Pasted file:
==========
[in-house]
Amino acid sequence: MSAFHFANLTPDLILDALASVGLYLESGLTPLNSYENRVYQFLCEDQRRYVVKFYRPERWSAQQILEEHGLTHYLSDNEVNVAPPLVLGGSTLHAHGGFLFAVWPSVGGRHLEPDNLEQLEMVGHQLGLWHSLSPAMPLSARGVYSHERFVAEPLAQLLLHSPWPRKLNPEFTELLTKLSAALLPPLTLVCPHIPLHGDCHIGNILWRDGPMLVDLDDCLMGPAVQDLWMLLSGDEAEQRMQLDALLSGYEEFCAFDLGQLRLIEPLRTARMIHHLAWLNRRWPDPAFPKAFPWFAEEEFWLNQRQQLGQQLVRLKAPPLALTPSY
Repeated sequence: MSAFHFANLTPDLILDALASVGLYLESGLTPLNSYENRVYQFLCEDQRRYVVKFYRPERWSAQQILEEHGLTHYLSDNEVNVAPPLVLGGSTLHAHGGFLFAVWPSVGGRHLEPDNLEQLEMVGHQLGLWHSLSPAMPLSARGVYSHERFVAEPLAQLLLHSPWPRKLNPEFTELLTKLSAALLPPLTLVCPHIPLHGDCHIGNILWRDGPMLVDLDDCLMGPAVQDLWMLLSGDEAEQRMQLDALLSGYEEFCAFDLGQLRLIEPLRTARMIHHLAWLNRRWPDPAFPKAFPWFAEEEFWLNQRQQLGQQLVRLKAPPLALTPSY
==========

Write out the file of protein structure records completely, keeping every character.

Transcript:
[in-house]
Amino acid sequence: MSAFHFANLTPDLILDALASVGLYLESGLTPLNSYENRVYQFLCEDQRRYVVKFYRPERWSAQQILEEHGLTHYLSDNEVNVAPPLVLGGSTLHAHGGFLFAVWPSVGGRHLEPDNLEQLEMVGHQLGLWHSLSPAMPLSARGVYSHERFVAEPLAQLLLHSPWPRKLNPEFTELLTKLSAALLPPLTLVCPHIPLHGDCHIGNILWRDGPMLVDLDDCLMGPAVQDLWMLLSGDEAEQRMQLDALLSGYEEFCAFDLGQLRLIEPLRTARMIHHLAWLNRRWPDPAFPKAFPWFAEEEFWLNQRQQLGQQLVRLKAPPLALTPSY
Repeated sequence: MSAFHFANLTPDLILDALASVGLYLESGLTPLNSYENRVYQFLCEDQRRYVVKFYRPERWSAQQILEEHGLTHYLSDNEVNVAPPLVLGGSTLHAHGGFLFAVWPSVGGRHLEPDNLEQLEMVGHQLGLWHSLSPAMPLSARGVYSHERFVAEPLAQLLLHSPWPRKLNPEFTELLTKLSAALLPPLTLVCPHIPLHGDCHIGNILWRDGPMLVDLDDCLMGPAVQDLWMLLSGDEAEQRMQLDALLSGYEEFCAFDLGQLRLIEPLRTARMIHHLAWLNRRWPDPAFPKAFPWFAEEEFWLNQRQQLGQQLVRLKAPPLALTPSY